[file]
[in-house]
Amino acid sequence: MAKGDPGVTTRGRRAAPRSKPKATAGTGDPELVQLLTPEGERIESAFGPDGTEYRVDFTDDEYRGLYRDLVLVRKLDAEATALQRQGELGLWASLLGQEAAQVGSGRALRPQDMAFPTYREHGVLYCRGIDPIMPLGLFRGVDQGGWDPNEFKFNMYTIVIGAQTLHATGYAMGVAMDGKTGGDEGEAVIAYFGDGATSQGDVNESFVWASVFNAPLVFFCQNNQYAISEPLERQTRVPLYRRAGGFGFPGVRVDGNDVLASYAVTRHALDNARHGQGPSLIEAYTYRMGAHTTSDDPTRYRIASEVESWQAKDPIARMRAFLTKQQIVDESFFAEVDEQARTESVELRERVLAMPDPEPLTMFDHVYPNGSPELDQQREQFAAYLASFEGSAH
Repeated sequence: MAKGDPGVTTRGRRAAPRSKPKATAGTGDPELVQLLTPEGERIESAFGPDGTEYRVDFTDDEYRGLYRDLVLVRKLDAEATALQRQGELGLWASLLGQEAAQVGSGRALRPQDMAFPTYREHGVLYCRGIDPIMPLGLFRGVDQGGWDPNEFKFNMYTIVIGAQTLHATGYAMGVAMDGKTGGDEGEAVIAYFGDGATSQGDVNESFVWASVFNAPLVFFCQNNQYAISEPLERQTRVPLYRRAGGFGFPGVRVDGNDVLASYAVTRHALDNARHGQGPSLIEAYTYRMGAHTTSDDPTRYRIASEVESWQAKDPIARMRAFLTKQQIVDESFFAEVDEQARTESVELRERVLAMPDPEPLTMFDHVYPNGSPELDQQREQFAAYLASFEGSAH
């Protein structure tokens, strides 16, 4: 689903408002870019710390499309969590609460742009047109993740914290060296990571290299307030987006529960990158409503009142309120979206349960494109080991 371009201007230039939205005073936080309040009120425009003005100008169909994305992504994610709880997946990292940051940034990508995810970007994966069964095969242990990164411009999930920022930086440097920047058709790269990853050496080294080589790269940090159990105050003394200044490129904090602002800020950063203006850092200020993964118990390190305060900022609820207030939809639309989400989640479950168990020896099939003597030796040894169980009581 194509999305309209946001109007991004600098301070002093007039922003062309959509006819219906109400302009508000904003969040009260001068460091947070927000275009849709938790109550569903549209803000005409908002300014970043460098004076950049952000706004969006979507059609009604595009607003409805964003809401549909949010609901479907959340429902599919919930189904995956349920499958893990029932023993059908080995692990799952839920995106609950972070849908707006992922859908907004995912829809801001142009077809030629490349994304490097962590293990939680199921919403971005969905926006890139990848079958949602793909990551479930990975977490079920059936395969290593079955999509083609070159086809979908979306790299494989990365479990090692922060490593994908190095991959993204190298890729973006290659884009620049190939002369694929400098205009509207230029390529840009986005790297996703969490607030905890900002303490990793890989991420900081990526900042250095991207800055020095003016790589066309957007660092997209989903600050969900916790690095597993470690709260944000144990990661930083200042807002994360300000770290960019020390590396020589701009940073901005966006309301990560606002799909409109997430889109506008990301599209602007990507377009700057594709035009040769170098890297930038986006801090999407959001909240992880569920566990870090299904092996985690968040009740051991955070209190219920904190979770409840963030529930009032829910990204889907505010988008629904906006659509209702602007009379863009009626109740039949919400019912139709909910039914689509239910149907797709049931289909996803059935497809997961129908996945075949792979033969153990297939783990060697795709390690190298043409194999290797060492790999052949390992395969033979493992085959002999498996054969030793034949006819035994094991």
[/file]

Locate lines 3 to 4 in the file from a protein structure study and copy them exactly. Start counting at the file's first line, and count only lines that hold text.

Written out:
Repeated sequence: MAKGDPGVTTRGRRAAPRSKPKATAGTGDPELVQLLTPEGERIESAFGPDGTEYRVDFTDDEYRGLYRDLVLVRKLDAEATALQRQGELGLWASLLGQEAAQVGSGRALRPQDMAFPTYREHGVLYCRGIDPIMPLGLFRGVDQGGWDPNEFKFNMYTIVIGAQTLHATGYAMGVAMDGKTGGDEGEAVIAYFGDGATSQGDVNESFVWASVFNAPLVFFCQNNQYAISEPLERQTRVPLYRRAGGFGFPGVRVDGNDVLASYAVTRHALDNARHGQGPSLIEAYTYRMGAHTTSDDPTRYRIASEVESWQAKDPIARMRAFLTKQQIVDESFFAEVDEQARTESVELRERVLAMPDPEPLTMFDHVYPNGSPELDQQREQFAAYLASFEGSAH
């Protein structure tokens, strides 16, 4: 689903408002870019710390499309969590609460742009047109993740914290060296990571290299307030987006529960990158409503009142309120979206349960494109080991 371009201007230039939205005073936080309040009120425009003005100008169909994305992504994610709880997946990292940051940034990508995810970007994966069964095969242990990164411009999930920022930086440097920047058709790269990853050496080294080589790269940090159990105050003394200044490129904090602002800020950063203006850092200020993964118990390190305060900022609820207030939809639309989400989640479950168990020896099939003597030796040894169980009581 194509999305309209946001109007991004600098301070002093007039922003062309959509006819219906109400302009508000904003969040009260001068460091947070927000275009849709938790109550569903549209803000005409908002300014970043460098004076950049952000706004969006979507059609009604595009607003409805964003809401549909949010609901479907959340429902599919919930189904995956349920499958893990029932023993059908080995692990799952839920995106609950972070849908707006992922859908907004995912829809801001142009077809030629490349994304490097962590293990939680199921919403971005969905926006890139990848079958949602793909990551479930990975977490079920059936395969290593079955999509083609070159086809979908979306790299494989990365479990090692922060490593994908190095991959993204190298890729973006290659884009620049190939002369694929400098205009509207230029390529840009986005790297996703969490607030905890900002303490990793890989991420900081990526900042250095991207800055020095003016790589066309957007660092997209989903600050969900916790690095597993470690709260944000144990990661930083200042807002994360300000770290960019020390590396020589701009940073901005966006309301990560606002799909409109997430889109506008990301599209602007990507377009700057594709035009040769170098890297930038986006801090999407959001909240992880569920566990870090299904092996985690968040009740051991955070209190219920904190979770409840963030529930009032829910990204889907505010988008629904906006659509209702602007009379863009009626109740039949919400019912139709909910039914689509239910149907797709049931289909996803059935497809997961129908996945075949792979033969153990297939783990060697795709390690190298043409194999290797060492790999052949390992395969033979493992085959002999498996054969030793034949006819035994094991």